Crows are once again demonstrating their intelligence, this time by putting their extensive skill set to good use in aiding the environment. In Södertälje, near Stockholm, Sweden, wild birds are being trained to pick up cigarette butts as part of a pilot project. The newest eco-warriors will put discarded butts and other small particles of trash into a machine built by Corvid Cleaning, a Swedish business. They get a pleasant treat in exchange for their efforts.
The birds are saving the city money while doing their part for the environment – and a snack. According to Günther-Hanssen, the project might reduce the present cost of collecting up cigarette butts by at least 75%.
“Today, the cost of picking up cigarette butts is estimated to be roughly 80 öre [$0.09] or more per cigarette butt, with some estimates as high as 2 kronor [$0.22].” If the birds pick up cigarette butts, the cost would be around 20 öre [$0.022] per cigarette butt, according to Günther-Hanssen. According to the Keep Sweden Tidy Foundation, 1 billion cigarette butts are strewn across Sweden’s streets each year, accounting for 62 percent of all trash.
Every year, Södertälje spends 20 million kronor ($2.1 million) on street cleaning. Enter the litter-picking crow army, or murder, hand-picked for the job due to their renown for intelligence. “They’re easier to educate, and there’s a better likelihood they’ll learn from one another.” At the same time, there’s less chance that they’ll ingest any garbage,” Günther-Hanssen added.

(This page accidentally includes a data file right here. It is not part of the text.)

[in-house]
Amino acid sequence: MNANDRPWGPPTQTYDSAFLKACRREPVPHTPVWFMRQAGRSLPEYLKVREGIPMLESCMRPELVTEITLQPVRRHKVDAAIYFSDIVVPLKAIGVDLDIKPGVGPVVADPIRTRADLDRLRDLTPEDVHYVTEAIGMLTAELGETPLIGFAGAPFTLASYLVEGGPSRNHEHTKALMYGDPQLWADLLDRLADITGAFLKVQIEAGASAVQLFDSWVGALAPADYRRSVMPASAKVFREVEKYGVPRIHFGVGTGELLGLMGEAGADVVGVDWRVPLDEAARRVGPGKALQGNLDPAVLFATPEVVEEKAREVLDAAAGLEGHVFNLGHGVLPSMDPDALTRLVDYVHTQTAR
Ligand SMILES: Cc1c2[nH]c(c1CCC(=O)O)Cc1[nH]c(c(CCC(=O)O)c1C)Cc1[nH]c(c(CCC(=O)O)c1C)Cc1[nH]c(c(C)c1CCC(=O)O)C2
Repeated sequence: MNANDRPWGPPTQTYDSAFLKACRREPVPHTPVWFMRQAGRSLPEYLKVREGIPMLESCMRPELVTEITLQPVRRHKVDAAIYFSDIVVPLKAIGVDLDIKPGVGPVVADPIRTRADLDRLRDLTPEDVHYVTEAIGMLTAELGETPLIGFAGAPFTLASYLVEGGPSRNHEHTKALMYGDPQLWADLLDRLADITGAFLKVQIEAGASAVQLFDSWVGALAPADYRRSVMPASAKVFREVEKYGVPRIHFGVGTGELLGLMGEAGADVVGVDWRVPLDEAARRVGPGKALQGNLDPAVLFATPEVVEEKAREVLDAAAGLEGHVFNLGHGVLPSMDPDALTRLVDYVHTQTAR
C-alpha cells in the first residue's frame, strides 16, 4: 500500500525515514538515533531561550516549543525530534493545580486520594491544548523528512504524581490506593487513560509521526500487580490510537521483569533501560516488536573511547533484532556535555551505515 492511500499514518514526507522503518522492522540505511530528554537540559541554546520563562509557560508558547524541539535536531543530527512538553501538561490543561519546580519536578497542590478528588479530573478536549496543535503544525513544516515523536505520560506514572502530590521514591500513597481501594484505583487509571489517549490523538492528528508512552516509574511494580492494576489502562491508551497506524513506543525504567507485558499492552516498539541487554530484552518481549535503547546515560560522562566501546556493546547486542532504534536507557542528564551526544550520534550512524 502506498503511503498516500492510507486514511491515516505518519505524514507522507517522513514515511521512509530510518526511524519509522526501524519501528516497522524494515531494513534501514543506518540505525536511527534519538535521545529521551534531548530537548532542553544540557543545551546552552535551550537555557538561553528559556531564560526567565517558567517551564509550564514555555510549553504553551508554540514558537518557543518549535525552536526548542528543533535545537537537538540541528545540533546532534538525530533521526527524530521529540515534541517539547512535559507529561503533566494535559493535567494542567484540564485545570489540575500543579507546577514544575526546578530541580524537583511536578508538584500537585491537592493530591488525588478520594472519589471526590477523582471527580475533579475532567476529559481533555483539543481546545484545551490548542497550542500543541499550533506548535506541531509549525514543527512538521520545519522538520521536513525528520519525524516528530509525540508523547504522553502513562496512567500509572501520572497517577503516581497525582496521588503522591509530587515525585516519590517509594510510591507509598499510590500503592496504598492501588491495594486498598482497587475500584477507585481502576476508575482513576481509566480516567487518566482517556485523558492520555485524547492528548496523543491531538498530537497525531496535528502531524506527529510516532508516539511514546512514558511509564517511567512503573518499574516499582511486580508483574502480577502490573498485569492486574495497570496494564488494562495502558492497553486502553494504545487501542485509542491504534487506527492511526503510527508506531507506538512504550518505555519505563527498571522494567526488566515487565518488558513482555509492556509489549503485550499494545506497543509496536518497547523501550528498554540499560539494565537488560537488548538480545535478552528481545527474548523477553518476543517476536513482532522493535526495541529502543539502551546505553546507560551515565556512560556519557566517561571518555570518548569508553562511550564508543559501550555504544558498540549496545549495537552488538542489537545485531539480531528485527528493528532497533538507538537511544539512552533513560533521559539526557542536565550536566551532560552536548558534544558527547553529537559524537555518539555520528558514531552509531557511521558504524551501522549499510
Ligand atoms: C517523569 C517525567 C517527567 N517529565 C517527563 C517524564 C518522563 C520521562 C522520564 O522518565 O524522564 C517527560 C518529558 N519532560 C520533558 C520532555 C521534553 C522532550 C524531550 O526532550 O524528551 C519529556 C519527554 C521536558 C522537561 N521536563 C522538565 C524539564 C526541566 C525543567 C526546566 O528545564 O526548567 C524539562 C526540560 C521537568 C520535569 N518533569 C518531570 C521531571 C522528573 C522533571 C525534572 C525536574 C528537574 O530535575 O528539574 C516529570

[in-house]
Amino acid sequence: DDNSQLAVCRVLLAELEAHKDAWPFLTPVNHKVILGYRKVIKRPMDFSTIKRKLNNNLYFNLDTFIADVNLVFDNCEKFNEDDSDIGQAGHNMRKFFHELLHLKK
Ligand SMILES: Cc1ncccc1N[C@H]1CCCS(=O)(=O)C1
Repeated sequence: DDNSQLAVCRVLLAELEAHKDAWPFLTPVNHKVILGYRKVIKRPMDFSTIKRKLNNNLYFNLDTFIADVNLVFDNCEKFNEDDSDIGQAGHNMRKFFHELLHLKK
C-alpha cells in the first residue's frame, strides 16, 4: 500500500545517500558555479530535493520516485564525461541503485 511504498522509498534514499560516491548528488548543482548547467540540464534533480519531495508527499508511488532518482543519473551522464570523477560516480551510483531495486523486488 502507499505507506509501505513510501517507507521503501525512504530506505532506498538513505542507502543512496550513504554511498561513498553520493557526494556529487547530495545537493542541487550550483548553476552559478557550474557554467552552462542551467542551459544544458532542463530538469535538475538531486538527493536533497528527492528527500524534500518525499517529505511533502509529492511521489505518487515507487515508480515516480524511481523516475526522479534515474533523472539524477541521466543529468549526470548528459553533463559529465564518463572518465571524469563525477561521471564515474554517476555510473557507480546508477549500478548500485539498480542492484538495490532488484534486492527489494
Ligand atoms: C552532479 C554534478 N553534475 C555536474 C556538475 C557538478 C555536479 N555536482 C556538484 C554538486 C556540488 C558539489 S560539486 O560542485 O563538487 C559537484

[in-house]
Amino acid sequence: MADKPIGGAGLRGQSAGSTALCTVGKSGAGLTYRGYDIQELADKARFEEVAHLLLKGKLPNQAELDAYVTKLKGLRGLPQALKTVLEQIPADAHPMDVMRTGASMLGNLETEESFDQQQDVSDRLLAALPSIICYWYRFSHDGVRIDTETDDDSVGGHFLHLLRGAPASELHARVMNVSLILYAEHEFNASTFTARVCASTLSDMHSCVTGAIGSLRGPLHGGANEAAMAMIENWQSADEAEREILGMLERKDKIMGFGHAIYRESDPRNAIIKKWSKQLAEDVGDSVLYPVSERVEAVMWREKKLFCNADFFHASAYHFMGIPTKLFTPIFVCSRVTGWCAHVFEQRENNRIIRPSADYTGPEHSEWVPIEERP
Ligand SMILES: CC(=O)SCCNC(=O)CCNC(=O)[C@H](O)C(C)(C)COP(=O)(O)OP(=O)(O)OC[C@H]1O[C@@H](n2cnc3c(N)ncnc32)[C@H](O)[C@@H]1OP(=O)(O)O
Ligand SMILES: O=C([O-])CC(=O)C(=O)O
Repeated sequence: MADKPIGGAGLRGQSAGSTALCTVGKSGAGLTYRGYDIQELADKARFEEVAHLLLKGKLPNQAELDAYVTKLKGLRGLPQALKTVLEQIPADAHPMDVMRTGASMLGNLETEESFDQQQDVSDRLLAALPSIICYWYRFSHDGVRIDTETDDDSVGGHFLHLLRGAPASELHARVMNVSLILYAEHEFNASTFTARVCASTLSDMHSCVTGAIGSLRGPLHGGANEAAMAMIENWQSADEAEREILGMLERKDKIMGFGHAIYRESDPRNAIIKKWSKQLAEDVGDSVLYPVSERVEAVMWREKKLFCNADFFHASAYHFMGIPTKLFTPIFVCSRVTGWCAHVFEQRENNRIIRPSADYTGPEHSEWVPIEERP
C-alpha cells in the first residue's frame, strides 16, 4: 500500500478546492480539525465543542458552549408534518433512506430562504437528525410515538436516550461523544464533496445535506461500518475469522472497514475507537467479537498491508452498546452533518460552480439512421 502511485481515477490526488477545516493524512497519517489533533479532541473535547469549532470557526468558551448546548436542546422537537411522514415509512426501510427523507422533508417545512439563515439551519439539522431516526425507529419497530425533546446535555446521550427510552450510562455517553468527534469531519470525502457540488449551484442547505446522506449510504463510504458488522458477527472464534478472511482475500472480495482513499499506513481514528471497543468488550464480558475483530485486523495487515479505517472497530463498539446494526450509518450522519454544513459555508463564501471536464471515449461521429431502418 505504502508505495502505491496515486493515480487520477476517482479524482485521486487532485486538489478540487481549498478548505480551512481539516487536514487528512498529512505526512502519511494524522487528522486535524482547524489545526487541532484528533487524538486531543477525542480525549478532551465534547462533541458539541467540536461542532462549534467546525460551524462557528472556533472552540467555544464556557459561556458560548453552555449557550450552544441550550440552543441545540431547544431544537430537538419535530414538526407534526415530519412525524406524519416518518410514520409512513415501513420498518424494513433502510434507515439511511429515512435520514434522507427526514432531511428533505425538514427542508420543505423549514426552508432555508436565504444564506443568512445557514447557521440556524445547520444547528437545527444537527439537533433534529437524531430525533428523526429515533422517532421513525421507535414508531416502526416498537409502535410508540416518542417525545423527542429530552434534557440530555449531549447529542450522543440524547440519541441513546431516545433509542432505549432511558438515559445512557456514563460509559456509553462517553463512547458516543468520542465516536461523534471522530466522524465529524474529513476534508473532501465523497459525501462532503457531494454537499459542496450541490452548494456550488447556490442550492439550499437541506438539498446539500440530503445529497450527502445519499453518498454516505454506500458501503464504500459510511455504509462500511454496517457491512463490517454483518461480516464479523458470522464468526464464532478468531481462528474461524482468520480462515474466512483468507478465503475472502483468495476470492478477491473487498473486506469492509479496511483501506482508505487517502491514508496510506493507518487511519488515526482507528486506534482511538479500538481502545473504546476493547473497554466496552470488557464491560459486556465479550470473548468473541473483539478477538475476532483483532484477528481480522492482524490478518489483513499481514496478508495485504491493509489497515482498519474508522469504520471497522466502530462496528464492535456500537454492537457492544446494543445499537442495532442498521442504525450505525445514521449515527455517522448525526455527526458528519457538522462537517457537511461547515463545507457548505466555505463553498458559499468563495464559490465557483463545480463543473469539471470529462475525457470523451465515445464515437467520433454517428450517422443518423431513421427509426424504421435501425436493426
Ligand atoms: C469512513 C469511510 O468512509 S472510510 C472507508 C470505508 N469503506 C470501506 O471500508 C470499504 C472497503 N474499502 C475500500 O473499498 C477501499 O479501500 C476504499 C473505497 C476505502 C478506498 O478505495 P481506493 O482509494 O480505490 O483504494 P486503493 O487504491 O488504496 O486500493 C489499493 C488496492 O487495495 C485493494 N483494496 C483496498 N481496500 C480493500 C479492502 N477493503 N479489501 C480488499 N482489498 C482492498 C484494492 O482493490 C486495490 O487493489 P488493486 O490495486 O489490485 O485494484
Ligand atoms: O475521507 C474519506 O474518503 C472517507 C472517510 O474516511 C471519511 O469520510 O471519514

Crows can make and use tools, bend wire, use sticks, and even comprehend the concept of zero as a number. Not bad for a bird with no college diploma (sorry). If their efforts in Södertälje are successful, the project may be expanded to the remainder of the city, and maybe the entire country.
It’s difficult to envision a world without zero, but it’s a relatively new concept. It was discovered much later than two, fourteen, or even 3.9 or 64/13. That’s not surprising when you consider that zero is rather worthless if you’re an ancient Babylonian trying to keep track of your sheep. You wouldn’t remark “I have zero sheep” like a nerd taking a math test if all your sheep died of a sheep pandemic. “Pass the opium, Esagil-kin-apli, all my sheep are dead, I have no sheep left, it’s been a hell of a day,” you’d say.
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